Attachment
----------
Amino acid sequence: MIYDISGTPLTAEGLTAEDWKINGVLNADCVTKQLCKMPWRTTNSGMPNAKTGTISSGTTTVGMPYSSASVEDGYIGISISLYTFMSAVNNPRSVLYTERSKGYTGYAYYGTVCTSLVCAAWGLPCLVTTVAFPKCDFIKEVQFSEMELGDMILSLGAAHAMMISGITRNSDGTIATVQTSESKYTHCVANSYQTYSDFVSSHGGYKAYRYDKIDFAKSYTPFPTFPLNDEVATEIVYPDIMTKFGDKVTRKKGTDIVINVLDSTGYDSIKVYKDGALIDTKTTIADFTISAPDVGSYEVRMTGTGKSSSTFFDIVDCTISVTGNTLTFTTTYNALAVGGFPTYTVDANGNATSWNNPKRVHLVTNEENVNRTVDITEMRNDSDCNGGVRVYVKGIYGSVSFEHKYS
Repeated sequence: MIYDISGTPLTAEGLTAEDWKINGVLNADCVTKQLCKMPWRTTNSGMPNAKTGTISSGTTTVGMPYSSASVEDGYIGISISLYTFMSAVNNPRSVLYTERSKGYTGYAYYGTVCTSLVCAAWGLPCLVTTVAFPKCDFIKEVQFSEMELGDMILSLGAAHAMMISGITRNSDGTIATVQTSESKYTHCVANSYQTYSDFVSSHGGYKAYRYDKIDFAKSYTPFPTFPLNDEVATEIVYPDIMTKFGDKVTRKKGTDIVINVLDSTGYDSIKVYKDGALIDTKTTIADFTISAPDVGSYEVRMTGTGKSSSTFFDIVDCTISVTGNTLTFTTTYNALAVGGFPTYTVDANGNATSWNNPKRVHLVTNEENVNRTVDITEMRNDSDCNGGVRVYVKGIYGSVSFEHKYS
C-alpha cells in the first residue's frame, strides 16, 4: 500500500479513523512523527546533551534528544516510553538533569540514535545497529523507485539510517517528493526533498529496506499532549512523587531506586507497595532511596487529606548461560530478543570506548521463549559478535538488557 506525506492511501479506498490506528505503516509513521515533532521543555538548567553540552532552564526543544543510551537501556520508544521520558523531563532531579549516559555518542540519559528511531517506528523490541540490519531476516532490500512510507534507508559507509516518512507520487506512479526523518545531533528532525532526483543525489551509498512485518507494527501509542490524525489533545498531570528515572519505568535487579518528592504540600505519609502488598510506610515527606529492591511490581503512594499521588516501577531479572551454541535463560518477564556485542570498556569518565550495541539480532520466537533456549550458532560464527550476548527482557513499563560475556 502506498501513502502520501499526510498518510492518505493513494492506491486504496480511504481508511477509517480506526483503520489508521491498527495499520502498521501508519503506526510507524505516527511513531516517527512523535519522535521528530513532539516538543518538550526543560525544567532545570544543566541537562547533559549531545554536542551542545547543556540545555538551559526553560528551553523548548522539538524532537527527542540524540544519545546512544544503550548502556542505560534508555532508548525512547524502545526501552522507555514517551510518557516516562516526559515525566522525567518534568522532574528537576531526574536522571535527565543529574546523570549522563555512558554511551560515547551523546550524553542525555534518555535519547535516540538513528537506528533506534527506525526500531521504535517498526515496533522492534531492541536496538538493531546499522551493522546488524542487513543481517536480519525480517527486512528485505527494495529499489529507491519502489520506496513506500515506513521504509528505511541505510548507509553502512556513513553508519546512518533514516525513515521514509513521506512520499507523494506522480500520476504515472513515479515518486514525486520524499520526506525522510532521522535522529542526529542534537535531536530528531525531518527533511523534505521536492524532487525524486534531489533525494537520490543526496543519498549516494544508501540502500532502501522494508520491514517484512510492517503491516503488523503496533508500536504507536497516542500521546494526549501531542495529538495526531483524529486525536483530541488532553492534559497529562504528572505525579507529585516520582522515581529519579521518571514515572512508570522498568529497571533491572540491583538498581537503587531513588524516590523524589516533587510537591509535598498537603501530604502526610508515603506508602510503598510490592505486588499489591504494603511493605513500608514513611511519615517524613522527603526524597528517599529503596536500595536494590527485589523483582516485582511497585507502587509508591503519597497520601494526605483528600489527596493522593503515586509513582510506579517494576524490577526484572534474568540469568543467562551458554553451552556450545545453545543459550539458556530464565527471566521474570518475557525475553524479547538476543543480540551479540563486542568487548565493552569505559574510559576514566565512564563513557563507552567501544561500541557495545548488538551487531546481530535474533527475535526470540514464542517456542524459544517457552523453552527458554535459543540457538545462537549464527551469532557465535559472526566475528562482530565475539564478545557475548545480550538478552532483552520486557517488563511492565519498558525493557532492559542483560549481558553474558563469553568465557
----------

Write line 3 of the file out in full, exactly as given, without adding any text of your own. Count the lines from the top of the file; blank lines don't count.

C-alpha cells in the first residue's frame, strides 16, 4: 500500500479513523512523527546533551534528544516510553538533569540514535545497529523507485539510517517528493526533498529496506499532549512523587531506586507497595532511596487529606548461560530478543570506548521463549559478535538488557 506525506492511501479506498490506528505503516509513521515533532521543555538548567553540552532552564526543544543510551537501556520508544521520558523531563532531579549516559555518542540519559528511531517506528523490541540490519531476516532490500512510507534507508559507509516518512507520487506512479526523518545531533528532525532526483543525489551509498512485518507494527501509542490524525489533545498531570528515572519505568535487579518528592504540600505519609502488598510506610515527606529492591511490581503512594499521588516501577531479572551454541535463560518477564556485542570498556569518565550495541539480532520466537533456549550458532560464527550476548527482557513499563560475556 502506498501513502502520501499526510498518510492518505493513494492506491486504496480511504481508511477509517480506526483503520489508521491498527495499520502498521501508519503506526510507524505516527511513531516517527512523535519522535521528530513532539516538543518538550526543560525544567532545570544543566541537562547533559549531545554536542551542545547543556540545555538551559526553560528551553523548548522539538524532537527527542540524540544519545546512544544503550548502556542505560534508555532508548525512547524502545526501552522507555514517551510518557516516562516526559515525566522525567518534568522532574528537576531526574536522571535527565543529574546523570549522563555512558554511551560515547551523546550524553542525555534518555535519547535516540538513528537506528533506534527506525526500531521504535517498526515496533522492534531492541536496538538493531546499522551493522546488524542487513543481517536480519525480517527486512528485505527494495529499489529507491519502489520506496513506500515506513521504509528505511541505510548507509553502512556513513553508519546512518533514516525513515521514509513521506512520499507523494506522480500520476504515472513515479515518486514525486520524499520526506525522510532521522535522529542526529542534537535531536530528531525531518527533511523534505521536492524532487525524486534531489533525494537520490543526496543519498549516494544508501540502500532502501522494508520491514517484512510492517503491516503488523503496533508500536504507536497516542500521546494526549501531542495529538495526531483524529486525536483530541488532553492534559497529562504528572505525579507529585516520582522515581529519579521518571514515572512508570522498568529497571533491572540491583538498581537503587531513588524516590523524589516533587510537591509535598498537603501530604502526610508515603506508602510503598510490592505486588499489591504494603511493605513500608514513611511519615517524613522527603526524597528517599529503596536500595536494590527485589523483582516485582511497585507502587509508591503519597497520601494526605483528600489527596493522593503515586509513582510506579517494576524490577526484572534474568540469568543467562551458554553451552556450545545453545543459550539458556530464565527471566521474570518475557525475553524479547538476543543480540551479540563486542568487548565493552569505559574510559576514566565512564563513557563507552567501544561500541557495545548488538551487531546481530535474533527475535526470540514464542517456542524459544517457552523453552527458554535459543540457538545462537549464527551469532557465535559472526566475528562482530565475539564478545557475548545480550538478552532483552520486557517488563511492565519498558525493557532492559542483560549481558553474558563469553568465557